We hope to hear more stories on Monday and to see you at the Museum & Library, which will be FREE in honor of the holiday.

11/07/2019

Another technical difficulties day here at the PMML. We apologize that our Facebook video still isn't working. But you can watch the Admiral Rickover panel on our website: pritzkermilitary.org

#OnThisDay in 1918 the German plenipotentiaries who were to receive the armistice terms from Marshal Foch presented them...
11/07/2019

#OnThisDay in 1918 the German plenipotentiaries who were to receive the armistice terms from Marshal Foch presented themselves to the French outposts near La Capelle at 10 o'clock, beginning the end of the world’s Great War.

Unbeknown to most, the Germans began making armistice proposals in early October of 1918. Originally, the Germans attempted to open discussions with U.S. President Woodrow Wilson, fearing that the British and French would insist upon unforgiving terms. Unsuccessful in receiving what they had hoped from President Wilson, the Germans sent a late-night radio message to Marshall Ferdinand Foch, commander-in-chief of the Allied forces. Their message was a request asking for permission to send a delegation through the lines to negotiate a potential armistice, requesting a cease fire to do so. Within 45 minutes of receiving the radio message he replied by giving the Germans permission to come over the lines but ignored their cease-fire request.

At 8pm #OnThisDay in 1918, preceded by a trumpeter and carrying white flags, three automobiles carefully made their way through a horrid landscape riddled with artillery craters and barbed wire in no-man’s land in northern France. The envoy of German representatives switched to a French car and then boarded a train, embarking upon a long night of travel. The next morning, they pulled into a railroad siding along Foch’s railroad car within the Forest of Compiègne, which is where the armistice discussion and original meeting took place.

Attached to this post is an image from our collection depicting the event when Germans surrendered in WWI, illustrated by F.E. Schoonover.

To learn more about this period in history, please be sure to check out this link to our Lest We Forget exhibit: https://bit.ly/2rfK1Fg

#OnThisDay in 1860 Abraham Lincoln is elected the 16th president of the United States, becoming the first Republican to ...
11/06/2019

#OnThisDay in 1860 Abraham Lincoln is elected the 16th president of the United States, becoming the first Republican to win the presidency.

Running against southern Democrat John C. Breckinridge, Constitutional Union candidate John Bell, and Northern Democrat Stephen Douglas, a U.S. senator for Illinois, Lincoln eventually defeated all three of his opponents despite only receiving 40% of the popular vote.

The Kentucky-born lawyer first gained national recognition during his campaign against Stephen Douglas for a U.S. Senate seat in 1858. Throughout the senatorial campaign Lincoln argued against the spread of slavery, while Douglas continued to push the idea that each territory should have the right to decide whether it would become a free or slave state. This remarkable series of public encounters surrounding the issue of slavery that eventually became known as the Lincoln-Douglas debates, was lost by Lincoln.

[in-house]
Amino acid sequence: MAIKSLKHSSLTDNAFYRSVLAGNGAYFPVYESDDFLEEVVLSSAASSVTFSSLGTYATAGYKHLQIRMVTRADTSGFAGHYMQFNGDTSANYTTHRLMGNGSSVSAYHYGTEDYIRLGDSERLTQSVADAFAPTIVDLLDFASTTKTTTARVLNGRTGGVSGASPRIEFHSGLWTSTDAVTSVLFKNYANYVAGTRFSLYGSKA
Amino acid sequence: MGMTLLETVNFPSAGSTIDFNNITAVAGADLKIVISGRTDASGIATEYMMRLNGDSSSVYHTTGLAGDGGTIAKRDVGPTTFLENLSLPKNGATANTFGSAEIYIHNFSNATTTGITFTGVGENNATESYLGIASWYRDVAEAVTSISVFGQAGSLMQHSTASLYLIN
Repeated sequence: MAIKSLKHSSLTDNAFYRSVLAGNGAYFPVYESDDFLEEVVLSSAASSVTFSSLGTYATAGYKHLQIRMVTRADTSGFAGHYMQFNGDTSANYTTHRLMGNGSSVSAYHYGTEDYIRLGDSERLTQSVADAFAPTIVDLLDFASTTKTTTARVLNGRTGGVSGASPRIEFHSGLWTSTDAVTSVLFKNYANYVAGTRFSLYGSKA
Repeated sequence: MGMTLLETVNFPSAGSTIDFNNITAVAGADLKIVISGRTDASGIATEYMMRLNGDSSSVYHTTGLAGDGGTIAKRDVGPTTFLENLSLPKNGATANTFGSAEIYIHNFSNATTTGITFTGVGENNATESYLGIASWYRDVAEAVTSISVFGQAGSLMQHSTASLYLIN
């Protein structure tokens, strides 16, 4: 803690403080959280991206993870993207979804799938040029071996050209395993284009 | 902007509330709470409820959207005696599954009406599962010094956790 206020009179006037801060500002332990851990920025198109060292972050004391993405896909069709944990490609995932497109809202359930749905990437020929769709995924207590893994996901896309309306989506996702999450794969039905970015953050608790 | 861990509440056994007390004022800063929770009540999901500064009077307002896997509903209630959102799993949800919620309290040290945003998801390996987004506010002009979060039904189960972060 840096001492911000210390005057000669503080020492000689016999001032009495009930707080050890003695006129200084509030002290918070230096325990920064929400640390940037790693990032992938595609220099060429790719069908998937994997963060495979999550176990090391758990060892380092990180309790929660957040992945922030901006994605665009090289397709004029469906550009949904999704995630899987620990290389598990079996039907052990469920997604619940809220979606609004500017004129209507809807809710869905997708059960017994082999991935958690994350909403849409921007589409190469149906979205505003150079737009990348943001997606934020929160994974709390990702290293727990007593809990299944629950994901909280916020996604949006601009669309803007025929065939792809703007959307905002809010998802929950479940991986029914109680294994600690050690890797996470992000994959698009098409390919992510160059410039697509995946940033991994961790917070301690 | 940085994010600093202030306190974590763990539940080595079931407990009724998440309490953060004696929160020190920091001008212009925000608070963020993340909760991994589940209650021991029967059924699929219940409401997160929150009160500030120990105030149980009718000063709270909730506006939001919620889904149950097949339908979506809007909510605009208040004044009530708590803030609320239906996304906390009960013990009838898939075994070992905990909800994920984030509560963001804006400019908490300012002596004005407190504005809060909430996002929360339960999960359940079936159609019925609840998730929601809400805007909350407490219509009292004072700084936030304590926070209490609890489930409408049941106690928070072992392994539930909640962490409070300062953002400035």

Despite losing this senatorial campaign, national attention was brought upon the young Republican party candidate, eventually leading to Lincoln winning the party’s presidential nomination in 1860. Lincoln again faced Douglas in this 1860 presidential election and was victorious this time around, which is what led to the secession of the Southern states.

Seven states had seceded by the time Lincoln was officially inaugurated into office on March 4, 1861, formally establishing the Confederates States of America. With a month, the American Civil War began as Confederates forces opened fire on the Union-held Fort Sumter in South Carolina. Tides turned against the Confederacy in 1863 as Lincoln emancipated the slaves and won reelection the following year, in 1864.

President Lincoln was later assassinated at Ford’s Theatre in Washington D.C. by Confederate sympathizer John Wilks Booth. The assassination came five days after the American Civil War had effectively ended after General Lee’s surrender at Appomattox.

To this day Lincoln is remembered as one of the greatest American presidents and politicians, not only for his ability to preserve the Union and bring an end to slavery, but also for his unique character and powerful oratory skills.

If you'd like to learn more about President Lincoln, please be sure to check out this list of books about his legacy: https://bit.ly/34CqNrO

This week at the Museum & Library we are hosting two programs!Tomorrow, Wednesday, November 5th author Larrie Ferreiro v...
11/05/2019

This week at the Museum & Library we are hosting two programs!